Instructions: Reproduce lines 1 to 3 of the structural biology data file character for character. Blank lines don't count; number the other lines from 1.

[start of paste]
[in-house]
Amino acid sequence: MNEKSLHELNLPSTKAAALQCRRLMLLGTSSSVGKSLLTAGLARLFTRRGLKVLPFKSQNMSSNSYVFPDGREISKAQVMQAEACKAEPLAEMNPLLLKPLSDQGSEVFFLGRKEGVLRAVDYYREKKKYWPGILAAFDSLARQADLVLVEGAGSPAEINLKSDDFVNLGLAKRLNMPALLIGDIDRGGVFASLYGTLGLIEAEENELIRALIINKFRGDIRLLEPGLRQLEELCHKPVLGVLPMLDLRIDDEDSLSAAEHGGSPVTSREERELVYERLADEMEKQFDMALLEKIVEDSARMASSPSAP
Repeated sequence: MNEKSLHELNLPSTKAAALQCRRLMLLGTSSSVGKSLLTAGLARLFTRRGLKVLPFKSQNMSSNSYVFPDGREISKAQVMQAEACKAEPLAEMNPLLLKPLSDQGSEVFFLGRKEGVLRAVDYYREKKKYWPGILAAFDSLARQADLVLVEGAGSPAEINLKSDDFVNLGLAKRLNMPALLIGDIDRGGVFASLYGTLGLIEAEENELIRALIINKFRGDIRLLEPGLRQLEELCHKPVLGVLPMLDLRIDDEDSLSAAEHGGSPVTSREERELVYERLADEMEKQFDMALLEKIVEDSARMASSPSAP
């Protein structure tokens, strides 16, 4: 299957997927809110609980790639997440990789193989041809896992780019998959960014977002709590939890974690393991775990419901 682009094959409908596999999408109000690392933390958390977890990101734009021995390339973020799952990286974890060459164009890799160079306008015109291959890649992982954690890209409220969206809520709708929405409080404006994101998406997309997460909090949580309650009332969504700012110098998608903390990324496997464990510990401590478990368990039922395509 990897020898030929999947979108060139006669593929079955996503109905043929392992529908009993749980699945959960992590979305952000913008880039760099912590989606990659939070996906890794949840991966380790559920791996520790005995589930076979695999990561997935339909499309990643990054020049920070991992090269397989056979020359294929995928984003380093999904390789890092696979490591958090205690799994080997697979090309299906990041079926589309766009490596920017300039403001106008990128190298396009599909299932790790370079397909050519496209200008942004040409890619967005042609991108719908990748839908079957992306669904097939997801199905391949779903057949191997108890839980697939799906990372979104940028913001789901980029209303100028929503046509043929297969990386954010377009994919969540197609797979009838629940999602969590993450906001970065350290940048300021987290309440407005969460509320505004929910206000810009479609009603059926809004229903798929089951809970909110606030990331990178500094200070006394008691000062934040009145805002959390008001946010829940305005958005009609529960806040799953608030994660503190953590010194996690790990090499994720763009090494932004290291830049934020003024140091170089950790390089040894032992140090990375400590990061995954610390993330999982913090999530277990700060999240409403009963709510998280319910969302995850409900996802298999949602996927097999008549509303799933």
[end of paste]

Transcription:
[in-house]
Amino acid sequence: MNEKSLHELNLPSTKAAALQCRRLMLLGTSSSVGKSLLTAGLARLFTRRGLKVLPFKSQNMSSNSYVFPDGREISKAQVMQAEACKAEPLAEMNPLLLKPLSDQGSEVFFLGRKEGVLRAVDYYREKKKYWPGILAAFDSLARQADLVLVEGAGSPAEINLKSDDFVNLGLAKRLNMPALLIGDIDRGGVFASLYGTLGLIEAEENELIRALIINKFRGDIRLLEPGLRQLEELCHKPVLGVLPMLDLRIDDEDSLSAAEHGGSPVTSREERELVYERLADEMEKQFDMALLEKIVEDSARMASSPSAP
Repeated sequence: MNEKSLHELNLPSTKAAALQCRRLMLLGTSSSVGKSLLTAGLARLFTRRGLKVLPFKSQNMSSNSYVFPDGREISKAQVMQAEACKAEPLAEMNPLLLKPLSDQGSEVFFLGRKEGVLRAVDYYREKKKYWPGILAAFDSLARQADLVLVEGAGSPAEINLKSDDFVNLGLAKRLNMPALLIGDIDRGGVFASLYGTLGLIEAEENELIRALIINKFRGDIRLLEPGLRQLEELCHKPVLGVLPMLDLRIDDEDSLSAAEHGGSPVTSREERELVYERLADEMEKQFDMALLEKIVEDSARMASSPSAP